I loathe travel planning. Not all of it, of course. The initial ‘ooh, I get to go to …’ is lovely, and it’s always fun to look up my destination on google earth, look up local weather conditions to start thinking about what to wear, start learning some basic vocabulary in the local language, etc. It’s all very exciting and romantic and makes a great distraction from whatever I’m supposed to be doing instead.
left luggage by flickr user paul_likes_pics
The part I hate is when I have to stop just thinking about it and playing around with various options and actually commit to buying tickets and booking accommodations. If I could possibly get away with walking into the airport with my luggage and buying the ticket at the counter then and there, I would. Having to buy ticket weeks and weeks in advance just feels so wrong and confining and frustrating. The upshot is that I often pay more than I should have for a ticket due to leaving it too late.
So I am very proud to say that I bought my ticket today for a trip that starts on July 22nd. That’s nearly a whole month away. That’s probably the longest in advance of a trip I have ever bought my ticket. I’m already starting to worry that maybe I should have waited a few more days, because what if I change my mind or need to do x or y or…
But the change fee is pretty high, so I am just going to have to make everything else work around it. I’m flying to Paris on July 22nd and coming home on August 13th. I still have to buy all the plane and train tickets that will get me from Paris to Dusseldorf to Osnabrueck to Berlin to Poznan, then two weeks later back to Berlin then on to Nijmegen, and back to Paris via Dusseldorf, but just having settled the transatlantic bit is a huge step for me. I feel almost like a responsible adult. 🙂
Of course I have barely thought about preparing my talks and lectures when I get there, but there’s still *lots* of time for that…
This past weekend was only the second one I’ve had to myself in June, and is the last weekend I’ll be home alone until mid-August, so I was determined to be as hermity and homebody-ish as possible. Besides the usual weekend chores (vaccuming, laundry, washing dishes, running errands) and a decent amount of time spent curled up with a book, a cat and either a mug of tea or a glass of lemonade (depending on the ambient temperature) in the papsan, most of my weekend was spent at my sewing machine and/or my cutting mat.
This makes more sense when you realise that my sewing room is also my guest room, so this was my last chance to have unfettered access to it for ages. Also, the long lingering cool spring has turned the corner into the warmer, muggier summer weather (still cool enough not to drag out the a/c, but I’m sure that it won’t be long now). So it was high time I got working on several of the summer dress revisions I had planned. Continue reading
Filed under crafting, home
A few of the things currently making me very happy indeed:
Other, even more exciting things are promising to come soon, but these are quite enough to be going along with. I hope summer is bringing wonderful things to you too.
Yesterday, Apartment Therapy posted about Linnea’s Color Coordinated Closet.
Now, anyone who has seen my home knows that I am all about the colour coordinated closet.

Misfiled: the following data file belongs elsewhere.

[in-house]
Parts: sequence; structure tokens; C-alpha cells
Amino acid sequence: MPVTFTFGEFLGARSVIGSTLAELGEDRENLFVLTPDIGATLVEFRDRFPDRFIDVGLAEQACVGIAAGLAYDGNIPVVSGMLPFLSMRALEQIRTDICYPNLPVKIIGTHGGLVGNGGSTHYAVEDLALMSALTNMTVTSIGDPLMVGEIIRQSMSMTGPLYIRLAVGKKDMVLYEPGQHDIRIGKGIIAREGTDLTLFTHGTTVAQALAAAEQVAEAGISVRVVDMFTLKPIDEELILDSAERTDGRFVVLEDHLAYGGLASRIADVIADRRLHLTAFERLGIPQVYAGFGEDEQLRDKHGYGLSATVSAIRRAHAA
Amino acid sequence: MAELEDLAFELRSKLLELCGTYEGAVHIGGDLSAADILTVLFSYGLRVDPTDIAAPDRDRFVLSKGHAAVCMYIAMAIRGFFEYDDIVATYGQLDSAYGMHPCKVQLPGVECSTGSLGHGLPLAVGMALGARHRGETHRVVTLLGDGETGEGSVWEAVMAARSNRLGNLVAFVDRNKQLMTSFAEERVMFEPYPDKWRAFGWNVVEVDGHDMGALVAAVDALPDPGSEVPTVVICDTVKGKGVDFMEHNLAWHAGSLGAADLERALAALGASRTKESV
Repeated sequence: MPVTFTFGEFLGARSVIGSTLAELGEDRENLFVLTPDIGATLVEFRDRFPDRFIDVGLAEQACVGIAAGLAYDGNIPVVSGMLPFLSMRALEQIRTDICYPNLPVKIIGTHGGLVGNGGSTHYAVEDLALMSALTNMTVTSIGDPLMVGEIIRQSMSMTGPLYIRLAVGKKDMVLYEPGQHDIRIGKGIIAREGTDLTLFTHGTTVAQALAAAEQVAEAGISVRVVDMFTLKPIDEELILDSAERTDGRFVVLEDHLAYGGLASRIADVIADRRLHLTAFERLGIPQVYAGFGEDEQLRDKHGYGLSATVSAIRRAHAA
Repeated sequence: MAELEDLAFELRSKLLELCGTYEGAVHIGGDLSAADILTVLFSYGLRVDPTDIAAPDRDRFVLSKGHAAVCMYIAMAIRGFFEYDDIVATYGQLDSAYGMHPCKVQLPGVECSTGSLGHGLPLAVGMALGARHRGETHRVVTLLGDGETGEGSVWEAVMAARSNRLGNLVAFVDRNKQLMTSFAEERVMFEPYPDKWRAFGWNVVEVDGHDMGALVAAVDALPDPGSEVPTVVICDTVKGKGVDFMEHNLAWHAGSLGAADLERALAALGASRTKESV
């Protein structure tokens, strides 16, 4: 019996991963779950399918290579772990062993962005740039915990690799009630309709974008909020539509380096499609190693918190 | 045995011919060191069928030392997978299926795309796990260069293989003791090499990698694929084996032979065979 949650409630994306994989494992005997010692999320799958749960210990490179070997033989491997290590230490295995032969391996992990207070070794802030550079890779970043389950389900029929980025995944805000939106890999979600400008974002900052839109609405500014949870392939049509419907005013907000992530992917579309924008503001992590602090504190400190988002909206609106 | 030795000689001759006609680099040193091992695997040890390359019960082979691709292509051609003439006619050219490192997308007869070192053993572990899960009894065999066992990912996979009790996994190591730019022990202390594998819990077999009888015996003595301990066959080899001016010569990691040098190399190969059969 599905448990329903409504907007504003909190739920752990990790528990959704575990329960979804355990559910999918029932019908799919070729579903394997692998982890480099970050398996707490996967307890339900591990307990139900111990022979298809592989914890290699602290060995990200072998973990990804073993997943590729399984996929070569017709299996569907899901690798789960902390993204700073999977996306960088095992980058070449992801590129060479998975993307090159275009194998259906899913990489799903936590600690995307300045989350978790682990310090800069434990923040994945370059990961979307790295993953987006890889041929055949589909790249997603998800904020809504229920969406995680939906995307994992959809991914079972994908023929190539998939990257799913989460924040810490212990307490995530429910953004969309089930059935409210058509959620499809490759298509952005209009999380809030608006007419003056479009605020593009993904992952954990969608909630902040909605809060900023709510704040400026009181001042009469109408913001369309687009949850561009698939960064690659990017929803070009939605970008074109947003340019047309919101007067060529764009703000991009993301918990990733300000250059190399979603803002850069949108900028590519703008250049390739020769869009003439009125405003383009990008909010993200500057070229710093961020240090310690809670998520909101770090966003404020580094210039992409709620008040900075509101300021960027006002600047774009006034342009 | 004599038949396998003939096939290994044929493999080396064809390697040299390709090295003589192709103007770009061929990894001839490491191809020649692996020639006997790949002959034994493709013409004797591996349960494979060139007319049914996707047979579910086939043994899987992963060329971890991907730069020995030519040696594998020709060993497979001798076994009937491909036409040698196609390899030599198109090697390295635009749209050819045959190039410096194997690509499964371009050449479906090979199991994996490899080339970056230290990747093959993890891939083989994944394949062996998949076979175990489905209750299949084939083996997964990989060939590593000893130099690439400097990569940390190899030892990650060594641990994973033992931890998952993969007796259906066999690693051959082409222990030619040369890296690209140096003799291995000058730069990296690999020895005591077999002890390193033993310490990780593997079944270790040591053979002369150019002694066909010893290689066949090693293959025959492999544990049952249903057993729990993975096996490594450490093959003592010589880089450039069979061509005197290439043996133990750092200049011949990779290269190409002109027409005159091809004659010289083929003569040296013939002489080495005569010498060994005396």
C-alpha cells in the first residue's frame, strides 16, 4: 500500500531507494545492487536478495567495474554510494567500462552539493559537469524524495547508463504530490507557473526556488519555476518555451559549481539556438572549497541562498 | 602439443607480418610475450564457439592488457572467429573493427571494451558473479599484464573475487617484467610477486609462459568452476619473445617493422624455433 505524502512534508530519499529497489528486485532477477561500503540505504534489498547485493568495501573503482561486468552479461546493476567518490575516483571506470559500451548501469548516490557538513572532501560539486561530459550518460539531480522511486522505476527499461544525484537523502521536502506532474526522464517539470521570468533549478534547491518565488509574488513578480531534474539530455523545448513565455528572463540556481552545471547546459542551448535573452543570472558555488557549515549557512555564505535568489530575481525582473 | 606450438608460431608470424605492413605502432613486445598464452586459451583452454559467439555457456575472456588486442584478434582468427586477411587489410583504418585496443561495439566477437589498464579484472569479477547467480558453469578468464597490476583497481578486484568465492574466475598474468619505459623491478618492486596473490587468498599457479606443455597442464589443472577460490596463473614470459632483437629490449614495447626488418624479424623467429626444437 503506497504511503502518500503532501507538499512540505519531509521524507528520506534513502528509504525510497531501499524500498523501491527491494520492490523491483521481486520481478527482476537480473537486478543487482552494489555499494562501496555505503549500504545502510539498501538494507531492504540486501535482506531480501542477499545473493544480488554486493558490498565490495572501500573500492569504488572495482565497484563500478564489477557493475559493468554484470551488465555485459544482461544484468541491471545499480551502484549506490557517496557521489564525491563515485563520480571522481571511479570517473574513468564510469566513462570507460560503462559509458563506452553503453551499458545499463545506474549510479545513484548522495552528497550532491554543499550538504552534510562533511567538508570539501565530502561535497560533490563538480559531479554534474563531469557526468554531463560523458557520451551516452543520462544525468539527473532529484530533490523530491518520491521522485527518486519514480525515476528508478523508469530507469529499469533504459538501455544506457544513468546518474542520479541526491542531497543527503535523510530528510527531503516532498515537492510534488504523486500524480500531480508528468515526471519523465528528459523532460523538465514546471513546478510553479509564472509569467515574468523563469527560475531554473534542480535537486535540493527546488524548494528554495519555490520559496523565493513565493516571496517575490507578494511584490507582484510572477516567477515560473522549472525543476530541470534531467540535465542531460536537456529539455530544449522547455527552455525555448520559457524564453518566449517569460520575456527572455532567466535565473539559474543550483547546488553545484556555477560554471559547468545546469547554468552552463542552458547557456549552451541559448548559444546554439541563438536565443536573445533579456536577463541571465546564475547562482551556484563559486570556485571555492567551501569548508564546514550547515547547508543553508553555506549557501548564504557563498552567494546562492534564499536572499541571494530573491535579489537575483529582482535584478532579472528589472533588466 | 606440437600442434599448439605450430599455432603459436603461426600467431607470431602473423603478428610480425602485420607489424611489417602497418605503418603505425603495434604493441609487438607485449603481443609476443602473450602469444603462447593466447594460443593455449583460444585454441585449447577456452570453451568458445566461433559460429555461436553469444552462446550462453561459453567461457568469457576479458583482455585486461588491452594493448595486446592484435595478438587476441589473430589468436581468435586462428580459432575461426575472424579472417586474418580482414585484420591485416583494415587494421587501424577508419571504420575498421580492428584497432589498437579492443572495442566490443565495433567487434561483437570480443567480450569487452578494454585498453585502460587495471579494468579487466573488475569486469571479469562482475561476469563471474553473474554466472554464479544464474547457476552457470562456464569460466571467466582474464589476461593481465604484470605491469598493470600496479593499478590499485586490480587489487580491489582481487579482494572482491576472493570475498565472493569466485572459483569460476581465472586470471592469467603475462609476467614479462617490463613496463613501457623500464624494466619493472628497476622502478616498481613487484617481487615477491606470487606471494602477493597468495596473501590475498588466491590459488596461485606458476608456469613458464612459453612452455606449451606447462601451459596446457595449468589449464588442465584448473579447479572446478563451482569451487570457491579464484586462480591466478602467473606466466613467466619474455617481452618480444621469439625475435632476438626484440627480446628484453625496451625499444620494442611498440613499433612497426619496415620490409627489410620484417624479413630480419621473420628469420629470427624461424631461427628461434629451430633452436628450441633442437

Linnaea's colour coordinated skirts and shirts
It’s not as obvious with the skirts, and the colours in the photos aren’t great (it’s raining today, so light is an issue), but I’m just a wee bit obsessed with organising my clothes and accessories by colour.
So should we extrapolate from this data and conclude that all Linn(a)ea’s have colour coordinated closets?
shoes and bags
Or should perhaps Apartment Therapy was just celebrating my birthday in their own special way. Either way, the excuse to spend time enjoying all the colours in my closet is very much appreciated on a rainy, grey day.
I am completely in love with this needle felted boar by Victor Dubrovsky.
old boar needle felted from wool
More shots of this fellow, as well as oodles of other wonderful pigs, dogs, cows, sheep and birds can be seen here. Thanks to craftzine for sharing. I like the owlet almost as much as the grizzled old boar. The eyes on both critters are just wonderful.
Have I mentioned that it’s my birthday tomorrow? ::hint,hint::
I really do need to get better about posting more often, instead of just accumulating big piles of photographs and *plans* for posts. Then I wouldn’t be stuck trying to figure out how to string together 5 days worth of thoughts and projects into a single coherent story, without resorting to variations on ‘and then I … and then I …’
In lieu of this masterful summary post, today I’d like to share just a few of the happy moments I’ve caught on film over the past week or so.
Breakfast on the balcony
sweet old girl, basking in the sun
summer reading plans
thrift store scores, hanging on the line
lilac tree + lilac house
So what’s making you smile these days?
Hooray. My friend Shira’s amazing film ‘John and Michael’ is finally available on the NFB web site.
From the site:
This animated short pays tribute to two men with Down’s syndrome who shared an intimate and profoundly loving relationship that deeply affected the filmmaker. Narrator Brian Davis, also intellectually challenged, brings the men alive with great sensitivity.
Shira is an incredibly talented animator. In this film she uses modeling clay on glass to animate the story. The images are gorgeous.
Many more stills from the film are available at the NFB web site.
Shira’s next film should be finished soon. I can’t wait to see it.